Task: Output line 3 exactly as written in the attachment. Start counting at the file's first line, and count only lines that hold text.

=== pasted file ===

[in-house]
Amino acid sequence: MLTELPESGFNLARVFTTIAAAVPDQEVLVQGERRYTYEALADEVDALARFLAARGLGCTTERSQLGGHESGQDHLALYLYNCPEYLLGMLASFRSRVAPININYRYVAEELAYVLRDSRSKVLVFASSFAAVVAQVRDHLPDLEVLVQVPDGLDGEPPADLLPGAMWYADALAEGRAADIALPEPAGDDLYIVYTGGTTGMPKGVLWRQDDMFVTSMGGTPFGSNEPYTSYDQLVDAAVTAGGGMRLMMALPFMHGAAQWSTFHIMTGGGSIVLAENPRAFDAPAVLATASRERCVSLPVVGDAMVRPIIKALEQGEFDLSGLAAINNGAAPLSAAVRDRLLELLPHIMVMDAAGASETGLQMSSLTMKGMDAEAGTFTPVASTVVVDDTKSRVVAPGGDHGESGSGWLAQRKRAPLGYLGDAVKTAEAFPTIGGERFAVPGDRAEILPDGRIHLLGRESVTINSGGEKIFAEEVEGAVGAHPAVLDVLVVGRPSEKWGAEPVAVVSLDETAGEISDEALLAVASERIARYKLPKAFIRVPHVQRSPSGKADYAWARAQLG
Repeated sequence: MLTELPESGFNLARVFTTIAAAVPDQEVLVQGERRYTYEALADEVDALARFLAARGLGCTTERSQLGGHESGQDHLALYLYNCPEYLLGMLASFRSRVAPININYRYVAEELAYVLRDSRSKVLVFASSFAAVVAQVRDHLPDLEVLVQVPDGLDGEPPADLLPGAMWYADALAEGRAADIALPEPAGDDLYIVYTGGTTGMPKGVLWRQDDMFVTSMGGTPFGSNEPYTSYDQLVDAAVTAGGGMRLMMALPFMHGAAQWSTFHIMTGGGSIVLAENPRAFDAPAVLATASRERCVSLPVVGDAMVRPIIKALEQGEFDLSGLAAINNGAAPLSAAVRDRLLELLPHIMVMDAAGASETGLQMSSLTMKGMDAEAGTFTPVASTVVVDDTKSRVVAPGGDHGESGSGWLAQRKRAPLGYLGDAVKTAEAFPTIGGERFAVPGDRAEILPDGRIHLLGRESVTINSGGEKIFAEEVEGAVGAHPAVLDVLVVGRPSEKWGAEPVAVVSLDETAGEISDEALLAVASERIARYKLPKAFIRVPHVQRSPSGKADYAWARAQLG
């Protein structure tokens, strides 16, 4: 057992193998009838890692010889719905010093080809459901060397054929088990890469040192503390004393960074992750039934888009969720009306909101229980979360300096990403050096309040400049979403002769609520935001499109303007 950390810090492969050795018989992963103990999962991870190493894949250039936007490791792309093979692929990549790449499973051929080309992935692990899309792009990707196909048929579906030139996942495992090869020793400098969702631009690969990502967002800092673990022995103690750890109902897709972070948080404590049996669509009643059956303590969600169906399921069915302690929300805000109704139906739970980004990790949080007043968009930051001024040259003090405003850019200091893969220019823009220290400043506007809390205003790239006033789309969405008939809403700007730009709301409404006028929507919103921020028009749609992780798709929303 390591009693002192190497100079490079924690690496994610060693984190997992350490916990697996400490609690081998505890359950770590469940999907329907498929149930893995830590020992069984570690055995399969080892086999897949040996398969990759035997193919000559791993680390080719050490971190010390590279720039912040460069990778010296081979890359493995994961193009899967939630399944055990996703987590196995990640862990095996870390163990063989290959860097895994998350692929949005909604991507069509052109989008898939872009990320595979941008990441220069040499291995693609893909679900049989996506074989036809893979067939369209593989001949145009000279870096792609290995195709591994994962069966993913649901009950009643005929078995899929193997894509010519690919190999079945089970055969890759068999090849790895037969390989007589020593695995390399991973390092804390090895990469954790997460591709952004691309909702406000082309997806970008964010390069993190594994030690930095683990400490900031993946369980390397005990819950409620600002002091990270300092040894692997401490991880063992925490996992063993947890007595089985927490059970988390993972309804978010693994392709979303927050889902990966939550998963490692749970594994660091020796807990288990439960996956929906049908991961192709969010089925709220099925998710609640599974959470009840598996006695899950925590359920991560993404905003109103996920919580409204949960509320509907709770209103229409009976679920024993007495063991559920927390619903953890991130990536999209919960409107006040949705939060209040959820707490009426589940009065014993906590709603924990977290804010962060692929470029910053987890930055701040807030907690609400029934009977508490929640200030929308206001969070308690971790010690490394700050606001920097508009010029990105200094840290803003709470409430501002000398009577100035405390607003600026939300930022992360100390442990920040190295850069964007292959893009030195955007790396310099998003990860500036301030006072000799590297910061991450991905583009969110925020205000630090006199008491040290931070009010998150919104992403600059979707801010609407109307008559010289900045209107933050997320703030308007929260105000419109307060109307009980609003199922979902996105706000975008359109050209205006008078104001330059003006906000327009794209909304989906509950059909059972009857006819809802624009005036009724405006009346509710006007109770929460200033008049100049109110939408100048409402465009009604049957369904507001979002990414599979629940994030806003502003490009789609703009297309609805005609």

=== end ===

Repeated sequence: MLTELPESGFNLARVFTTIAAAVPDQEVLVQGERRYTYEALADEVDALARFLAARGLGCTTERSQLGGHESGQDHLALYLYNCPEYLLGMLASFRSRVAPININYRYVAEELAYVLRDSRSKVLVFASSFAAVVAQVRDHLPDLEVLVQVPDGLDGEPPADLLPGAMWYADALAEGRAADIALPEPAGDDLYIVYTGGTTGMPKGVLWRQDDMFVTSMGGTPFGSNEPYTSYDQLVDAAVTAGGGMRLMMALPFMHGAAQWSTFHIMTGGGSIVLAENPRAFDAPAVLATASRERCVSLPVVGDAMVRPIIKALEQGEFDLSGLAAINNGAAPLSAAVRDRLLELLPHIMVMDAAGASETGLQMSSLTMKGMDAEAGTFTPVASTVVVDDTKSRVVAPGGDHGESGSGWLAQRKRAPLGYLGDAVKTAEAFPTIGGERFAVPGDRAEILPDGRIHLLGRESVTINSGGEKIFAEEVEGAVGAHPAVLDVLVVGRPSEKWGAEPVAVVSLDETAGEISDEALLAVASERIARYKLPKAFIRVPHVQRSPSGKADYAWARAQLG